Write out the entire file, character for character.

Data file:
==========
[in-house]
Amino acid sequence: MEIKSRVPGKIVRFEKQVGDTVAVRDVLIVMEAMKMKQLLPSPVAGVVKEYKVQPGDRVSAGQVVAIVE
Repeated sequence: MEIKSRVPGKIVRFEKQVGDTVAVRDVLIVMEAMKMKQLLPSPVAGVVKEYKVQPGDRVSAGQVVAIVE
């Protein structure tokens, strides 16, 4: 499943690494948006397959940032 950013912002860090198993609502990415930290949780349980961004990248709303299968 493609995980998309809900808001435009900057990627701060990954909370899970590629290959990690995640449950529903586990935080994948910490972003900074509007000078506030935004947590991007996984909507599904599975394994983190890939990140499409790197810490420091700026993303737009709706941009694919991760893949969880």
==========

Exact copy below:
[in-house]
Amino acid sequence: MEIKSRVPGKIVRFEKQVGDTVAVRDVLIVMEAMKMKQLLPSPVAGVVKEYKVQPGDRVSAGQVVAIVE
Repeated sequence: MEIKSRVPGKIVRFEKQVGDTVAVRDVLIVMEAMKMKQLLPSPVAGVVKEYKVQPGDRVSAGQVVAIVE
């Protein structure tokens, strides 16, 4: 499943690494948006397959940032 950013912002860090198993609502990415930290949780349980961004990248709303299968 493609995980998309809900808001435009900057990627701060990954909370899970590629290959990690995640449950529903586990935080994948910490972003900074509007000078506030935004947590991007996984909507599904599975394994983190890939990140499409790197810490420091700026993303737009709706941009694919991760893949969880």